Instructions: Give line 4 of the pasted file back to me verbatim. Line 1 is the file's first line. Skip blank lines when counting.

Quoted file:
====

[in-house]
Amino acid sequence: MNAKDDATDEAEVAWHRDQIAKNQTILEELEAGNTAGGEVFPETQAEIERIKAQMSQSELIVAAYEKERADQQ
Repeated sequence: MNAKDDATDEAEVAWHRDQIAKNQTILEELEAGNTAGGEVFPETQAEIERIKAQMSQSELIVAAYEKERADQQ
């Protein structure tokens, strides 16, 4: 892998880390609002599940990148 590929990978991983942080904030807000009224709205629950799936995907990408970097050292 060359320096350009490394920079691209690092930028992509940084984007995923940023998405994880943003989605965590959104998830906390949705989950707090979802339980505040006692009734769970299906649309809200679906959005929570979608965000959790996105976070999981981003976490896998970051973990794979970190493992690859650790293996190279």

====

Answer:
């Protein structure tokens, strides 16, 4: 892998880390609002599940990148 590929990978991983942080904030807000009224709205629950799936995907990408970097050292 060359320096350009490394920079691209690092930028992509940084984007995923940023998405994880943003989605965590959104998830906390949705989950707090979802339980505040006692009734769970299906649309809200679906959005929570979608965000959790996105976070999981981003976490896998970051973990794979970190493992690859650790293996190279």